John Pizzarelli & Jessica Molaskey: American Stories

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John Pizzarelli and Jessica Molaskey

American Stories

Café Carlyle, NYC, November 6, 2018

Reviewed by Elizabeth Ahlfors for Cabaret Scenes

John Pizzarelli &
Jessica Molaskey
Photo: David Andrako

Election Day was opening day for John Pizzarelli and Jessica Molaskey’s new show, American Stories, at the Café Carlyle, although nominations and voting polls were no part of this songbook. In their 13th fall appearance, this show is all about America in song, traditions, theater, and jazz in different eras.

I did hear occasional hints of socio-political timeliness in two Paul Simon songs: the opener, “American Tune,” a song questioning the country’s melting pot promise, and a vigorous closer, “Gone At Last.” (“I had a long streak of bad luck/But I pray it’s gone at last”).

Saluting America, you won’t get much better than the jazzy pops of surprises from Pizzarelli on guitar and Molaskey’s theater intelligence and long, lingering melodic lines. With a natural cool wit, Pizzarelli accompanies confessions of his own high school marching band days with the rousing band fun of “Jamboree Jones” by Johnny Mercer.

Coming from the world of jazz, his up-tempo “I’m an Errand Boy for Rhythm” by Nat “King” Cole, takes fire with his double-time scat, the finger-work magic of pianist Konrad Paszkudzki, and Mike Karn’s energy on bass.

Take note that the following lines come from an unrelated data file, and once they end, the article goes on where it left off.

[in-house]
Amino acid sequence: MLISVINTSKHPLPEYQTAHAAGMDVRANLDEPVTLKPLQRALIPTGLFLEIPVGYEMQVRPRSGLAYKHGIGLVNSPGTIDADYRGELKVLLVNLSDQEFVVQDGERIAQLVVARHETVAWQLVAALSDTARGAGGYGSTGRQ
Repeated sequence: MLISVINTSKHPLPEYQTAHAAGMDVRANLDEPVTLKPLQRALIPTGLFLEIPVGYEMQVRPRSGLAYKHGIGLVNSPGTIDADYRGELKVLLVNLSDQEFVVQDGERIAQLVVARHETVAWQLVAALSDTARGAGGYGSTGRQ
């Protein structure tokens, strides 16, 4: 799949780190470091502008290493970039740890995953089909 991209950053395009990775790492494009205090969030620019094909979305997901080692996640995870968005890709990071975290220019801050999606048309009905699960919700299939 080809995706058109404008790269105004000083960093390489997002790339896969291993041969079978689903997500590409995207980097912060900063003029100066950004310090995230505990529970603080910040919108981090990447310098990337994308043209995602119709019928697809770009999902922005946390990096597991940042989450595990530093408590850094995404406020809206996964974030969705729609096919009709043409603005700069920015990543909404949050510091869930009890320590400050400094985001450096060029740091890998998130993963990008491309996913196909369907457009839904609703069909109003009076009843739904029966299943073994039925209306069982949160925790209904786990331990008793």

On the other end of the emotional scale, Molaskey settles into Stevie Nicks’ heartfelt personal decision-making space with “Landslide.” Whether in a standard like Pizzarelli’s gentle treatment of “As Time Goes By” (Herman Hupfeld) or in the duo’s ruminating on technology versus humanity through Miles Davis’ “Seven Steps to Heaven,” their songs are a solid part of Americana as portrayed by American songwriters. 

Except for George Harrison, of course, who is British. A highlight of the show comes when Pizzarelli plays Harrison’s “While My Guitar Gently Weeps” paired with Molaskey’s stunning vocal rendition of “Killing Me Softly with His Song” (Norman Gimbel/Charles Fox), a haunting exploration of love and humanity. As Pizzarelli performs a melancholy trip on a train with “I Thought About You” (Jimmy Van Heusen/Mercer), Molaskey is musing and “Waitin’ for the Train to Come In” (Sunny Skylar/Martin Block/Peggy Lee).

Stephen Sondheim is included with “Children and Art,” from Sunday in the Park with George  and “Children Will Listen” from Into the Woods. A lesson from Rodgers & Hammerstein, “You’ve Got to Be Carefully Taught,” comes from South Pacific, leading the show toward the end with Paul Simon’s gospel anthem, “Gone At Last.”

Serving as a Pizzarelli audience-pleasing encore was “I Like Jersey Best,” (Joe Cosgrove) speeding down the turnpike with some special (faux) friends, Bruce Springsteen, Bob Dylan, Billie Holiday, James Taylor, and the Beach Boys.

Elizabeth Ahlfors

Born and raised in New York, Elizabeth graduated from NYU with a degree in Journalism. She has lived in various cities and countries and now is back in NYC. She has written magazine articles and published three books: A Housewife’s Guide to Women’s Liberation, Twelve American Women, and Heroines of ’76 (for children). A great love was always music and theater—in the audience, not performing. A Philadelphia correspondent for and InTheatre Magazine, she has reviewed theater and cabaret for the Philadelphia Inquirer and Philadelphia City News. She writes for Cabaret Scenes and other cabaret/theater sites. She is a judge for Nightlife Awards and a voting member of Drama Desk and Outer Critics Circle.